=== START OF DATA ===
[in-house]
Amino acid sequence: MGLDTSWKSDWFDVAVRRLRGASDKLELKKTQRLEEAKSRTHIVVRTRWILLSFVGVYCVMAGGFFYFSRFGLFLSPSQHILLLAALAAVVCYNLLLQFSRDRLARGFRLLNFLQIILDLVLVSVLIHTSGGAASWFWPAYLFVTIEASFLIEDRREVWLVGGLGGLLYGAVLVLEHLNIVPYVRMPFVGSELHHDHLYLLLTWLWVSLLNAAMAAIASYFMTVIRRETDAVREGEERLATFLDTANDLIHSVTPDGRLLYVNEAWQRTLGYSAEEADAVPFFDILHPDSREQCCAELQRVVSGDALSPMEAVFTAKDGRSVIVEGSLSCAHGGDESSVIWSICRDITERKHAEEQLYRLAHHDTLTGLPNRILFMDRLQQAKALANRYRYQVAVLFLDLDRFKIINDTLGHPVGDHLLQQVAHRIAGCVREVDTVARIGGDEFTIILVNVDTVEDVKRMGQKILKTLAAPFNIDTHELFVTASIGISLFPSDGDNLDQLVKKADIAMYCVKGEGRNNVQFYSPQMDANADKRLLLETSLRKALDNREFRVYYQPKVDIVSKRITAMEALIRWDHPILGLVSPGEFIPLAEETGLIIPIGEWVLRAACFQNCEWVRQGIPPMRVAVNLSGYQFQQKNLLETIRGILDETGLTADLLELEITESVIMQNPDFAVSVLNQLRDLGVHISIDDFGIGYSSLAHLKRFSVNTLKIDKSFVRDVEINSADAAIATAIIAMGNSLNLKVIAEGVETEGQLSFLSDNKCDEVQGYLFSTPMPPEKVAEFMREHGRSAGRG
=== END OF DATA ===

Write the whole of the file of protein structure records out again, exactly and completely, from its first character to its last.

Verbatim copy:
[in-house]
Amino acid sequence: MGLDTSWKSDWFDVAVRRLRGASDKLELKKTQRLEEAKSRTHIVVRTRWILLSFVGVYCVMAGGFFYFSRFGLFLSPSQHILLLAALAAVVCYNLLLQFSRDRLARGFRLLNFLQIILDLVLVSVLIHTSGGAASWFWPAYLFVTIEASFLIEDRREVWLVGGLGGLLYGAVLVLEHLNIVPYVRMPFVGSELHHDHLYLLLTWLWVSLLNAAMAAIASYFMTVIRRETDAVREGEERLATFLDTANDLIHSVTPDGRLLYVNEAWQRTLGYSAEEADAVPFFDILHPDSREQCCAELQRVVSGDALSPMEAVFTAKDGRSVIVEGSLSCAHGGDESSVIWSICRDITERKHAEEQLYRLAHHDTLTGLPNRILFMDRLQQAKALANRYRYQVAVLFLDLDRFKIINDTLGHPVGDHLLQQVAHRIAGCVREVDTVARIGGDEFTIILVNVDTVEDVKRMGQKILKTLAAPFNIDTHELFVTASIGISLFPSDGDNLDQLVKKADIAMYCVKGEGRNNVQFYSPQMDANADKRLLLETSLRKALDNREFRVYYQPKVDIVSKRITAMEALIRWDHPILGLVSPGEFIPLAEETGLIIPIGEWVLRAACFQNCEWVRQGIPPMRVAVNLSGYQFQQKNLLETIRGILDETGLTADLLELEITESVIMQNPDFAVSVLNQLRDLGVHISIDDFGIGYSSLAHLKRFSVNTLKIDKSFVRDVEINSADAAIATAIIAMGNSLNLKVIAEGVETEGQLSFLSDNKCDEVQGYLFSTPMPPEKVAEFMREHGRSAGRG